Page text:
Not too long ago (in a galaxy far, far away), the stock market was flying high and activist investor Elliott Management was strong-arming AT&T to buy back millions of its own shares of stock. In this way, the total number of AT&T shares would decrease, raising the price so that investors like Elliott could make a killing.
On March 3, AT&T announced it would be repurchasing $4 billion worth of its shares during the second quarter, and it had plans for more buybacks throughout 2020. But today, AT&T filed an SEC statement saying it is canceling its accelerated share repurchase agreement with Morgan Stanley to repurchase the $4 billion worth of shares during Q2.
The company attributes the move to the coronavirus pandemic.
“While our business continues to operate effectively during the COVID-19 global pandemic, we have decided at this time to cancel this ASR agreement and any other repurchases to maintain flexibility and focus on continued investment in serving our customers, taking care of our employees and enhancing our network, including nationwide 5G,” wrote AT&T in its SEC filing.
AT&T says with the volatility in world economic markets, “We are not able at this time to estimate the impact on our financial or operational results. Among the factors that could impact our results are: effectiveness of COVID-19 mitigation measures, global economic conditions, consumer spending, work from home trends, supply chain sustainability and other factors.”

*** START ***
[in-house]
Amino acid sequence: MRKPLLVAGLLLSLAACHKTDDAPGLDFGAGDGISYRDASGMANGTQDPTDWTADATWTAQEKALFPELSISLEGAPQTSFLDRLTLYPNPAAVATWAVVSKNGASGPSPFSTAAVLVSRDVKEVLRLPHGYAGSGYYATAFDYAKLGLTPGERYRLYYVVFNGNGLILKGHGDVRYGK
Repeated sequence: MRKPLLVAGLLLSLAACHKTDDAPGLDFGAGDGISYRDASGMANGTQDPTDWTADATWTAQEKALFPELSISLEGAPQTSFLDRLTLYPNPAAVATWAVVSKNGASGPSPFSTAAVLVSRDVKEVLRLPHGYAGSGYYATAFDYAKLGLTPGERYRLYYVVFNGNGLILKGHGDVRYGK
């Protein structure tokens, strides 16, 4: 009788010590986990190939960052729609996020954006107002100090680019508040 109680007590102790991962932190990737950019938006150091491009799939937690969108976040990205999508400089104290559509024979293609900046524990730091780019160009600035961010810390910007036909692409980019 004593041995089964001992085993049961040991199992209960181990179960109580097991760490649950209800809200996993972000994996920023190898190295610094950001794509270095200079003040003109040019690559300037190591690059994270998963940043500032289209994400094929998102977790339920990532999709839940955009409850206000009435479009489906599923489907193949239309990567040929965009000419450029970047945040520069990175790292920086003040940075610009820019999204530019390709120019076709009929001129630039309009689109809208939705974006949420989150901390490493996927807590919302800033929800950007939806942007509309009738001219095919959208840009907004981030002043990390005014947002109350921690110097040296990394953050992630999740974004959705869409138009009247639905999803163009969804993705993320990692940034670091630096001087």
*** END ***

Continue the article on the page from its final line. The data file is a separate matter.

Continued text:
The Dow Jones Industrial Average has dropped from its high of around 29,500 in mid-February to around 20,300 today. AT&T’s stock was trading at about $38 in mid-February. But today, it is trading at around $29.80.
Communications Workers of America
At a Morgan Stanley investor conference in early March, AT&T COO John Stankey said that the management team, and under Bill Morrow’s leadership, was working on 10 broad cost-cutting initiatives that would generate “double digits of billions” over three years. Stankey said short-term opportunities in 2020 include “headcount rationalization” and “benefit restructuring” that is already happening.
The Communications Workers of America (CWA) has slammed AT&T for cutting jobs at the same time that it was planning stock buybacks.
CWA has called Elliott a “vulture capitalist.” And it’s called AT&T on the carpet for promising to create jobs a few years ago when it was lobbying the Trump Administration to give tax breaks for bringing back capital from oversees.
In recent contract negotiations, CWA District 9 Vice President Frank Arce said in a statement, “AT&T’s announcement of more stock buybacks is an affront to the thousands of workers going through contract negotiations because it shows the company’s primary concern is pandering to wealthy hedge fund managers.”
Others have criticized AT&T for planning stock buybacks instead of increasing capital expenditures to build out a 5G network.
In 2019, AT&T’s gross capital investment was $23.7 billion. But for 2020, AT&T is projecting capex in the $20 billion range.